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The Art and Science of Successful Online Discussions

Faculty use asynchronous discussions to extend and enhance instructional practices in the online classroom. It is widely reported that online discussions play an integral role in facilitating students’ learning, as well as fostering dialogue, critical thinking, and reflective inquiry (Kayler & Weller, 2007; Morris, Finnegan, & Sz-Shyan, 2005). Despite faculty’s knowledge that discussion forums can serve as a useful learning tool, online discussions are not easy to establish and manage.


Structuring Discussions: Online and Face-to-Face

I found a nice set of online discussion activities that strike me as good in-class discussion activities as well. One of the reasons discussion so often fails or doesn’t realize much of its potential is the absence of structure. The discussion is too open-ended. It wanders around and is easily sidetracked. I’m not discounting the value of an occasional unstructured exchange, but when students are still learning what academic discourse entails, a structure can keep the discussion focused and on track.


Ideas for Active Online Learning

Heidi Beezley, instructional technologist at Georgia Perimeter College, strives to instill online courses with active learning, “providing opportunities for students to meaningfully talk and listen, write, read, and reflect on the content, ideas, issues, and concerns of an academic subject” (as defined by Meyers and Jones). To this she adds: “interact[ing] with realia, manipulatives, simulations,


Managing High-Enrollment Online Courses

Online instructors are being asked to accommodate an increasing number of students in their courses. The challenge is to manage the workload associated with these high-enrollment courses. Susan Fein, eLearning consultant/instructional designer at Washington State University, offered some advice on how to do this.


Tips for Overcoming Online Discussion Board Challenges

Discussion boards are often viewed as the heart of online courses, and for good reason: the students can interact with one another 24/7, sharing, debating, and offering ideas, insights, suggestions, and information that stimulate the learning process. Yet challenges do happen in discussion, and these can be formidable. Left alone, they can quickly limit the effectiveness of any discussion and create problems throughout the online course.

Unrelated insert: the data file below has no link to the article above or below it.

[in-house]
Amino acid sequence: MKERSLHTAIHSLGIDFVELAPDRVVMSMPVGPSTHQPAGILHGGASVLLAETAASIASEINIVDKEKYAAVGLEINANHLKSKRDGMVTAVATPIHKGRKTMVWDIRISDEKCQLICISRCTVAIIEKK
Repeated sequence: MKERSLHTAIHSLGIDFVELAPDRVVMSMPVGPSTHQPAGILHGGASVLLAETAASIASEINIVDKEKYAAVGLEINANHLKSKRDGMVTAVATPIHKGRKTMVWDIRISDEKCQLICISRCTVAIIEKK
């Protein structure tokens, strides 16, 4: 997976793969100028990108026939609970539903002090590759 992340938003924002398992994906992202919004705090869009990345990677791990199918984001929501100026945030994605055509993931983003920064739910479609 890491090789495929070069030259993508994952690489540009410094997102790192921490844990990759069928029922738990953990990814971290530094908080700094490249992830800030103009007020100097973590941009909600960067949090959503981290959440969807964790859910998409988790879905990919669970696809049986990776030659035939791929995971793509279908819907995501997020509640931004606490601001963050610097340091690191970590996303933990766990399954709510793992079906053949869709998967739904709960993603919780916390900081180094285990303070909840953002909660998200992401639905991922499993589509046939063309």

Tips from the Pros: Reducing Instructor Workload in Discussion Forums

Keith Restine, associate director of distance education, and Allison Peterson, senior instructional designer, both at Texas Woman’s University, offer the following tips for reducing instructor workload in discussion forums: You don’t have to be an active participant in every discussion. Let students know that although you will monitor all discussions, you may not be an


Group Work, Discussion Strategies to Manage Online Instructor Workload

Shrinking budgets and increasing enrollments are putting online instructors in the position of teaching larger classes. Accommodating more students means rethinking how you teach your courses. Otherwise your workload can quickly become overwhelming.


Critical Friends: A Novel Approach to Improving Peer and Instructor Feedback

We appreciated reading Dr. Weimer’s article “Getting students to act on our feedback” (March 5, 2012). The solution proposed of asking students to identify three ways to improve their assignment based on instructor feedback is a great idea. We would like to offer a further solution that addresses students’ incorporating instructor feedback.


How Many Faculty Discussion Posts Each Week? A Simply Delicious Answer

One of the most frequently asked questions from veteran and novice online faculty alike is, “How many weekly discussion posts should I contribute?” The reality is that there is an intricate balancing act to achieve the coveted “guide on the side” role in discussion forum facilitation.


Fostering Collaborative Critical Thinking through Online Group Quizzes

Looking for a way to get your students to collaborate and think critically? Consider group quizzes, a technique that Ida Jones uses in her business law courses at California State University, Fresno.


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